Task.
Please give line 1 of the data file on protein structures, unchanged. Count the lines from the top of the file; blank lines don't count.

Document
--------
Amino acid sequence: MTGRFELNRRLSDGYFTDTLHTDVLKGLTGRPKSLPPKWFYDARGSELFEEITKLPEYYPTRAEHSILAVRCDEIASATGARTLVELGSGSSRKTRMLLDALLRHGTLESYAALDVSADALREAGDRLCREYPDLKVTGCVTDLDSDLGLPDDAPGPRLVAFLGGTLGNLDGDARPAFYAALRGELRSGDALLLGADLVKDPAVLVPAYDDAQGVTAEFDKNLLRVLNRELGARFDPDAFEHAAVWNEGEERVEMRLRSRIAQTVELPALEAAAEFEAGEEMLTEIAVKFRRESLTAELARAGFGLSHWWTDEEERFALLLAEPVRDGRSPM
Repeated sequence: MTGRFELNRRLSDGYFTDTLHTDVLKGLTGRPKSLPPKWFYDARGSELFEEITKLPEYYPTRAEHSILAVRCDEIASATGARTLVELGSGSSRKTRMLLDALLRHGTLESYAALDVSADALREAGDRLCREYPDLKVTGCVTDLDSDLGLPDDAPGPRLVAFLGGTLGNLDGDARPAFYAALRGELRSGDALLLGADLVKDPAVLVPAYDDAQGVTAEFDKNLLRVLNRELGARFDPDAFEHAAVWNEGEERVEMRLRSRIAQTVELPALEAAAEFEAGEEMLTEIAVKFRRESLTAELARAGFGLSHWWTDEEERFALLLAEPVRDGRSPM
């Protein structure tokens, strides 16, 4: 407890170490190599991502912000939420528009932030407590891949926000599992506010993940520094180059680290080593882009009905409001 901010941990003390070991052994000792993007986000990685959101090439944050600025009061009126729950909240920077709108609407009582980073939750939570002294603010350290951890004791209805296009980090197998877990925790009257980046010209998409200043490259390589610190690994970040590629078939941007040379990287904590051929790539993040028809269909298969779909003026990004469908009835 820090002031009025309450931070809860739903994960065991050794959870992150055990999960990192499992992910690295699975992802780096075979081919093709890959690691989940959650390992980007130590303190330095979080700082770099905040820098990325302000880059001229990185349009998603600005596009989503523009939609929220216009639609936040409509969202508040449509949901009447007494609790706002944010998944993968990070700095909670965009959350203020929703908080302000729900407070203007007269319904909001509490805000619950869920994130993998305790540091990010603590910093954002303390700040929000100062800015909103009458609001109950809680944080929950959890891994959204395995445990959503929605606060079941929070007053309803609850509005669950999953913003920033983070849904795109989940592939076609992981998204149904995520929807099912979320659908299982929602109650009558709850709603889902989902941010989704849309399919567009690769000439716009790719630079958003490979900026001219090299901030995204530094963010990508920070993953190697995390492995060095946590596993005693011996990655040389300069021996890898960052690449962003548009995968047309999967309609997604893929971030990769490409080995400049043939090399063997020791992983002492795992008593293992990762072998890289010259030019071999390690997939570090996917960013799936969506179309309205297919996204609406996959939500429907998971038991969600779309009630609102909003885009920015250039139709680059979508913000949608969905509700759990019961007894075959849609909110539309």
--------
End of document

Amino acid sequence: MTGRFELNRRLSDGYFTDTLHTDVLKGLTGRPKSLPPKWFYDARGSELFEEITKLPEYYPTRAEHSILAVRCDEIASATGARTLVELGSGSSRKTRMLLDALLRHGTLESYAALDVSADALREAGDRLCREYPDLKVTGCVTDLDSDLGLPDDAPGPRLVAFLGGTLGNLDGDARPAFYAALRGELRSGDALLLGADLVKDPAVLVPAYDDAQGVTAEFDKNLLRVLNRELGARFDPDAFEHAAVWNEGEERVEMRLRSRIAQTVELPALEAAAEFEAGEEMLTEIAVKFRRESLTAELARAGFGLSHWWTDEEERFALLLAEPVRDGRSPM